Brothers in art on being muslim

Abdul-Rahman, now a Bicton resident, and Abdul, now based in Sydney, have both been making an impact on the local and national art scenes.

They often practise separately but bring their art pieces together for an annual collaborative exhibition. This year they are exploring themes of cultural identity, memory and narrative.

Seen together, the works in this free exhibition detail the impact of their nine-year age gap, as the pair had very different experiences growing up pre and post the events of 2001.

�Abdul-Rahman grew up before September 11: as a Muslim he felt at ease in his surroundings, happily part of a tolerant and welcoming multi-cultural community,� said AGWA Curator Robert Cook.

�In contrast Abdul grew up after the event and his experience was different: as a Muslim he felt like an �other�.

�Abdul-Rahman�s works are gentle, poetic evocations of a family life animated by the stories of the Qur’an and family lore. He evokes a magical world where there is always more than just what we see. His sculptures combine family and religious influences in delicate and moving ways.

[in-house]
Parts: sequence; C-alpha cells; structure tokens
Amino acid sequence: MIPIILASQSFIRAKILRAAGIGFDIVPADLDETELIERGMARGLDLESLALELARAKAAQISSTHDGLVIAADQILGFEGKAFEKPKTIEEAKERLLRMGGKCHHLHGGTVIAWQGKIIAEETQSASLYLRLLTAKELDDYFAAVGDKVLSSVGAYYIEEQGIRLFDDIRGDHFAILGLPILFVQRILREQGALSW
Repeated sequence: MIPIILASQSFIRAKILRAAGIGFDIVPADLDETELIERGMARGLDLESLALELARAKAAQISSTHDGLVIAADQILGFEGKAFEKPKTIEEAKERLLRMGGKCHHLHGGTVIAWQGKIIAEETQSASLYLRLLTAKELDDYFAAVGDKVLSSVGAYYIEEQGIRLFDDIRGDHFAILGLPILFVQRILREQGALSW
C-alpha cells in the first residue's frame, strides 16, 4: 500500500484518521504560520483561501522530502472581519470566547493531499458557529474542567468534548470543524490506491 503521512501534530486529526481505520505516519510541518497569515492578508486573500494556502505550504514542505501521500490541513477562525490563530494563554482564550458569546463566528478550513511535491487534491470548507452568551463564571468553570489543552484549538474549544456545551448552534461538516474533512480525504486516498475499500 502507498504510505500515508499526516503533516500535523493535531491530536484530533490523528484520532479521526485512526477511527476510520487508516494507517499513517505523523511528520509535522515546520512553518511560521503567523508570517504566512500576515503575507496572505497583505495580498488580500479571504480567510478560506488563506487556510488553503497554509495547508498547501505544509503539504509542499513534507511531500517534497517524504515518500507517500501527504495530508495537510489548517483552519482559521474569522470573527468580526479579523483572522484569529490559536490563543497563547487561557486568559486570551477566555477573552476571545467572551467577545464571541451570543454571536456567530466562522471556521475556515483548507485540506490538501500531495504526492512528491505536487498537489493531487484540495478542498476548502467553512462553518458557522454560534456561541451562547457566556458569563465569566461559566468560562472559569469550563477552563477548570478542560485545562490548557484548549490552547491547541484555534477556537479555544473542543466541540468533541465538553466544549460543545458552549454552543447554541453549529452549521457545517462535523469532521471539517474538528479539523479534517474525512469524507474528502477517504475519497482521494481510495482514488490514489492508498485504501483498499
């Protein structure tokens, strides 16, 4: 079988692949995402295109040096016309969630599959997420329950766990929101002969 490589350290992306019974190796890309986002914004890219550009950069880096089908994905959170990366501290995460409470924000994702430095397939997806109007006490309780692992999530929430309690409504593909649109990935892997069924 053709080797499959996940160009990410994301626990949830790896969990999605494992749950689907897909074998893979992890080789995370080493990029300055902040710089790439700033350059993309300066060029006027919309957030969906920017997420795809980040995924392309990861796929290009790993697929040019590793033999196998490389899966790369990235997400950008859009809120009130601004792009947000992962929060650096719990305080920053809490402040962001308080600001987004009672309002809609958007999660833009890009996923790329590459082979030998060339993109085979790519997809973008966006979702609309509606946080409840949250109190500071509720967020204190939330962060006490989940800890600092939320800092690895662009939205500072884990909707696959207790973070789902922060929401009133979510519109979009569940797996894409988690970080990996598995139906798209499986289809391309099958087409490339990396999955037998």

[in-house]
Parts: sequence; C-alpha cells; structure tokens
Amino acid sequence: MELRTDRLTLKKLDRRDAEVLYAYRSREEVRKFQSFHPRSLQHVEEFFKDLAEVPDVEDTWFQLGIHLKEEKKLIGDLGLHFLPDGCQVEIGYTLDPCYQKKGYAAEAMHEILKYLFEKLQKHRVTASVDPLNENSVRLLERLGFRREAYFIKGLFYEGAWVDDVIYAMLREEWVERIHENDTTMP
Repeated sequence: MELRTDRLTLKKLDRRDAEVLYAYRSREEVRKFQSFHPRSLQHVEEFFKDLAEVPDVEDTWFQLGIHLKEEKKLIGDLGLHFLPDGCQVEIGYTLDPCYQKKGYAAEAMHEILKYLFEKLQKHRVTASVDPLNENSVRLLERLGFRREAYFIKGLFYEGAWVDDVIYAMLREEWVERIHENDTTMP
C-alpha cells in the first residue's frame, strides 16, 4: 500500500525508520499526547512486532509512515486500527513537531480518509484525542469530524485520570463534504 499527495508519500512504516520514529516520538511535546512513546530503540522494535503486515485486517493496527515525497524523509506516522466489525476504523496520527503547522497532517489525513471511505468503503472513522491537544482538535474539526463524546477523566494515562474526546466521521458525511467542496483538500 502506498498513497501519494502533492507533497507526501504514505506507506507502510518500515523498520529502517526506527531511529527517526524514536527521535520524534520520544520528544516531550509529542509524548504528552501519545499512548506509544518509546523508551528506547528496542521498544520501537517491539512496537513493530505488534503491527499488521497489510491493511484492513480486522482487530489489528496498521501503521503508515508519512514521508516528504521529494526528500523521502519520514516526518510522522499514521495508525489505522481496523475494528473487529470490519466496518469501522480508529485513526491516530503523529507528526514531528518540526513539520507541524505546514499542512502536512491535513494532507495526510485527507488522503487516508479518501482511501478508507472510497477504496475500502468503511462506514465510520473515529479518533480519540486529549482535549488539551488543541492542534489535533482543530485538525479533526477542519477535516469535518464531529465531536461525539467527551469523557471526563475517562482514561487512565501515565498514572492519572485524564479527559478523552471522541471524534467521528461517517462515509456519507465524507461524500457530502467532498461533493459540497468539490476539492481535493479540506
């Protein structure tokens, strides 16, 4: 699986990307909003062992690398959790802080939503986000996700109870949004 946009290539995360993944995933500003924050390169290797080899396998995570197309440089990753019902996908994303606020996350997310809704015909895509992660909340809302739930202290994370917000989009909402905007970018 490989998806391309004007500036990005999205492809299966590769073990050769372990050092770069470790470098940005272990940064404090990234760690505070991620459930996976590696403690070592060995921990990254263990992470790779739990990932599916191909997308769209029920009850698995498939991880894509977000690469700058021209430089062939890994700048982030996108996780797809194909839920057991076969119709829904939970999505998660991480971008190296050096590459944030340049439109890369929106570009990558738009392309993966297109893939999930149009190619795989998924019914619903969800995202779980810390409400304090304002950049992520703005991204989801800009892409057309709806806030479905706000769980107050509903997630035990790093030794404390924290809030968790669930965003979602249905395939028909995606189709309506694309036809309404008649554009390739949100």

�In distinction, art for Abdul is a vibrant outcry as he pushes the stereotypes that have contained him. His works in this exhibition express his personal feelings about how his name (�they fear my name�) and physicality have been read.

�Events such as September 11 can shift how people, totally unconnected, can feel about themselves and how the actions of one group can shape the daily living of people thousands of kilometres away.

�In doing so it demonstrates the way that the artists of this region are shaped by the world and respond to it, in creative and confronting ways.�